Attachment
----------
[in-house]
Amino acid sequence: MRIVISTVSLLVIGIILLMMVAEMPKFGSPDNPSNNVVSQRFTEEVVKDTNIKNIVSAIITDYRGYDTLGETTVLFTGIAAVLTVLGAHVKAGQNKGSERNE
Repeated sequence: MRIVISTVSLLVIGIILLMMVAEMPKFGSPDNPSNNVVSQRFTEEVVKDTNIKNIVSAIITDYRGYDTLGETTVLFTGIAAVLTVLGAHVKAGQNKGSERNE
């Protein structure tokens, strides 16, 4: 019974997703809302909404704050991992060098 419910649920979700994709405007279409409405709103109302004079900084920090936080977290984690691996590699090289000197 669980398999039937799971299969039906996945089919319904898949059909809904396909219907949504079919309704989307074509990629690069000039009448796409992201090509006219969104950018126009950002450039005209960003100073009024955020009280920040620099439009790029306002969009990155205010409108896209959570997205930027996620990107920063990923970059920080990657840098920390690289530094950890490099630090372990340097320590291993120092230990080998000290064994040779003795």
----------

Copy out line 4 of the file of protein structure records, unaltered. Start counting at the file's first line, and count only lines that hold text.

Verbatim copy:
């Protein structure tokens, strides 16, 4: 019974997703809302909404704050991992060098 419910649920979700994709405007279409409405709103109302004079900084920090936080977290984690691996590699090289000197 669980398999039937799971299969039906996945089919319904898949059909809904396909219907949504079919309704989307074509990629690069000039009448796409992201090509006219969104950018126009950002450039005209960003100073009024955020009280920040620099439009790029306002969009990155205010409108896209959570997205930027996620990107920063990923970059920080990657840098920390690289530094950890490099630090372990340097320590291993120092230990080998000290064994040779003795």